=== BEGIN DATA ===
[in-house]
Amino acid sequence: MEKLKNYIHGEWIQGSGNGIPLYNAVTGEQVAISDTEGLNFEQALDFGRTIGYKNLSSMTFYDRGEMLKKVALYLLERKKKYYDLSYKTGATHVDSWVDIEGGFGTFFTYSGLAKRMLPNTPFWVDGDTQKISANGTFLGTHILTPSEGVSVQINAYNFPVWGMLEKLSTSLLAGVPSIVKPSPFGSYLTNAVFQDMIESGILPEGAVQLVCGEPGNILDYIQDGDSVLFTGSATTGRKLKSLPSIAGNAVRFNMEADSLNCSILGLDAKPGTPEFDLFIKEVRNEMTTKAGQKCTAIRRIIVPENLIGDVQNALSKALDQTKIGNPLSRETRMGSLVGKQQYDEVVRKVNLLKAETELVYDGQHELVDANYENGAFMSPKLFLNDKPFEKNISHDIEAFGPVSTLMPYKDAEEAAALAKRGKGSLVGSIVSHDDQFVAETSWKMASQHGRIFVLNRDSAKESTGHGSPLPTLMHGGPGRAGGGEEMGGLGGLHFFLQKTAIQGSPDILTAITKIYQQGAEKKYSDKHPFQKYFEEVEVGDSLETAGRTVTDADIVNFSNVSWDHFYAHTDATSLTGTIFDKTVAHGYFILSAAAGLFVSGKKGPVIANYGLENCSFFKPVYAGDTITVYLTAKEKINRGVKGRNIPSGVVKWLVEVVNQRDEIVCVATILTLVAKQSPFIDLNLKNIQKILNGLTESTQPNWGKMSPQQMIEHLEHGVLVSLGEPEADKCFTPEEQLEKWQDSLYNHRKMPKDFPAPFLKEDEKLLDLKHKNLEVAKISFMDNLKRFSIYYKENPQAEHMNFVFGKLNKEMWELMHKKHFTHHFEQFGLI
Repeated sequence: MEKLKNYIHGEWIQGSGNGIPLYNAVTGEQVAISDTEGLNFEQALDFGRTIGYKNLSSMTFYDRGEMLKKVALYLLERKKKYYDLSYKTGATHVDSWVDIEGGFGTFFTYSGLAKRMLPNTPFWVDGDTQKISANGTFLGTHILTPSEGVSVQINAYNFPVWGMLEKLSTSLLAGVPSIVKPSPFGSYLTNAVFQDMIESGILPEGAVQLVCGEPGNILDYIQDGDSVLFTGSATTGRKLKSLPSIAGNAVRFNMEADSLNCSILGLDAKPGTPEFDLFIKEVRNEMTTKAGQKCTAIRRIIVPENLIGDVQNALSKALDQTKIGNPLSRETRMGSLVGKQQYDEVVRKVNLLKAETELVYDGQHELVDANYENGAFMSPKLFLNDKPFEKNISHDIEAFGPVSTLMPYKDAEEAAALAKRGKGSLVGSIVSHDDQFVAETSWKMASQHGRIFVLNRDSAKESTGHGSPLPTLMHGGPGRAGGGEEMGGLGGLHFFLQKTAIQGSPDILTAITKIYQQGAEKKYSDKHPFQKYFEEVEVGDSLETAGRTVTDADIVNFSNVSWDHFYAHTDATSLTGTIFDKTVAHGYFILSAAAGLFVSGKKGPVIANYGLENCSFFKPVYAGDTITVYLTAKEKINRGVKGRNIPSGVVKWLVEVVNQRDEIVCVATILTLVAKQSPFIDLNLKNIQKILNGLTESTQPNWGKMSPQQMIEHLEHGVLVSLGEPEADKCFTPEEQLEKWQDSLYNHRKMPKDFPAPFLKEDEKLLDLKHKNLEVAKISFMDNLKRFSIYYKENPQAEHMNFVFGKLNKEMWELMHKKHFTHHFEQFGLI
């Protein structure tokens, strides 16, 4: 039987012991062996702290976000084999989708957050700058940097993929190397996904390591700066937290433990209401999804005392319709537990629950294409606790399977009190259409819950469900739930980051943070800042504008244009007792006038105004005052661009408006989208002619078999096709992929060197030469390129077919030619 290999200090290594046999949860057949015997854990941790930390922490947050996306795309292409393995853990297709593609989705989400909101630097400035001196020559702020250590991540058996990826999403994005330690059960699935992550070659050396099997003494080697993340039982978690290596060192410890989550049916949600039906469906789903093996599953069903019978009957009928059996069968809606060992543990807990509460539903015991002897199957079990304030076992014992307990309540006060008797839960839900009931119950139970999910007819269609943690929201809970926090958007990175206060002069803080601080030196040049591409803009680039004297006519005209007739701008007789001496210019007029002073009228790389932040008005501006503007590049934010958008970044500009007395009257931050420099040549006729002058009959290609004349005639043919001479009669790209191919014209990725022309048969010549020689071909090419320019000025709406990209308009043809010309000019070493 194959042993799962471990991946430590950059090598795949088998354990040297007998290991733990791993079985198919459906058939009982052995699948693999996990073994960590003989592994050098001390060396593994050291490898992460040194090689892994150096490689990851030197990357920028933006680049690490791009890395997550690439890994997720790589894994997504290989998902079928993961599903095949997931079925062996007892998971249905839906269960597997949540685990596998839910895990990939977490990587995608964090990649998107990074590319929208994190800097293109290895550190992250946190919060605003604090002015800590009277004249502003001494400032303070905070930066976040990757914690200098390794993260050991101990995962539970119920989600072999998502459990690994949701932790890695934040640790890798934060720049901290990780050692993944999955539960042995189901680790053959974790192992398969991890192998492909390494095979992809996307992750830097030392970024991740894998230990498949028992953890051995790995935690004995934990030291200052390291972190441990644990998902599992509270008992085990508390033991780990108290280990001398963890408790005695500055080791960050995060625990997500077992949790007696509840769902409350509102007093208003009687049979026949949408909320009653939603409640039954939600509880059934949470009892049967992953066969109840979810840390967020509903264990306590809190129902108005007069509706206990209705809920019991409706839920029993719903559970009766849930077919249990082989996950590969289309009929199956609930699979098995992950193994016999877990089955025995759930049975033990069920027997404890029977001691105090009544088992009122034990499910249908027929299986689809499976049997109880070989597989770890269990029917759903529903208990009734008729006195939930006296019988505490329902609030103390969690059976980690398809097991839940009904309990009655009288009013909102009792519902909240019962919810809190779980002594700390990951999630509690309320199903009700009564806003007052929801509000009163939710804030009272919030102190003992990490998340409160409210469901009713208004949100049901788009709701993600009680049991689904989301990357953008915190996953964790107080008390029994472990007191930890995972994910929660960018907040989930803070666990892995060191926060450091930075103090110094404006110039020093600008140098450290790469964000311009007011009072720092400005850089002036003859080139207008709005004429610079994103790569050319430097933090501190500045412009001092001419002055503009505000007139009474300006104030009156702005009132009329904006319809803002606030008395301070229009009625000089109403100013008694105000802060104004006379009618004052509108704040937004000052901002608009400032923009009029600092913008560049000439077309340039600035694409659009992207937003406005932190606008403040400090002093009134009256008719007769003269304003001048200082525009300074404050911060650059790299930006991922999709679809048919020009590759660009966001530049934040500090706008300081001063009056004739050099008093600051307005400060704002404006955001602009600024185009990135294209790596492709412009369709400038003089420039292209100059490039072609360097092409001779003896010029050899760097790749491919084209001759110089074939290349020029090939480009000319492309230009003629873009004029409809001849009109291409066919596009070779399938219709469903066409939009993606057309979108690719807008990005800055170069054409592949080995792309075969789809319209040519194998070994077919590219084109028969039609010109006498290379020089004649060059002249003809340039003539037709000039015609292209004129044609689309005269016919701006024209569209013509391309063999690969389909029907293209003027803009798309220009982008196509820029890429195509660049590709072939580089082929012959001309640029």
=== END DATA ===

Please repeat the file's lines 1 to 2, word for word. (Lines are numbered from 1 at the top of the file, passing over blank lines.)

[in-house]
Amino acid sequence: MEKLKNYIHGEWIQGSGNGIPLYNAVTGEQVAISDTEGLNFEQALDFGRTIGYKNLSSMTFYDRGEMLKKVALYLLERKKKYYDLSYKTGATHVDSWVDIEGGFGTFFTYSGLAKRMLPNTPFWVDGDTQKISANGTFLGTHILTPSEGVSVQINAYNFPVWGMLEKLSTSLLAGVPSIVKPSPFGSYLTNAVFQDMIESGILPEGAVQLVCGEPGNILDYIQDGDSVLFTGSATTGRKLKSLPSIAGNAVRFNMEADSLNCSILGLDAKPGTPEFDLFIKEVRNEMTTKAGQKCTAIRRIIVPENLIGDVQNALSKALDQTKIGNPLSRETRMGSLVGKQQYDEVVRKVNLLKAETELVYDGQHELVDANYENGAFMSPKLFLNDKPFEKNISHDIEAFGPVSTLMPYKDAEEAAALAKRGKGSLVGSIVSHDDQFVAETSWKMASQHGRIFVLNRDSAKESTGHGSPLPTLMHGGPGRAGGGEEMGGLGGLHFFLQKTAIQGSPDILTAITKIYQQGAEKKYSDKHPFQKYFEEVEVGDSLETAGRTVTDADIVNFSNVSWDHFYAHTDATSLTGTIFDKTVAHGYFILSAAAGLFVSGKKGPVIANYGLENCSFFKPVYAGDTITVYLTAKEKINRGVKGRNIPSGVVKWLVEVVNQRDEIVCVATILTLVAKQSPFIDLNLKNIQKILNGLTESTQPNWGKMSPQQMIEHLEHGVLVSLGEPEADKCFTPEEQLEKWQDSLYNHRKMPKDFPAPFLKEDEKLLDLKHKNLEVAKISFMDNLKRFSIYYKENPQAEHMNFVFGKLNKEMWELMHKKHFTHHFEQFGLI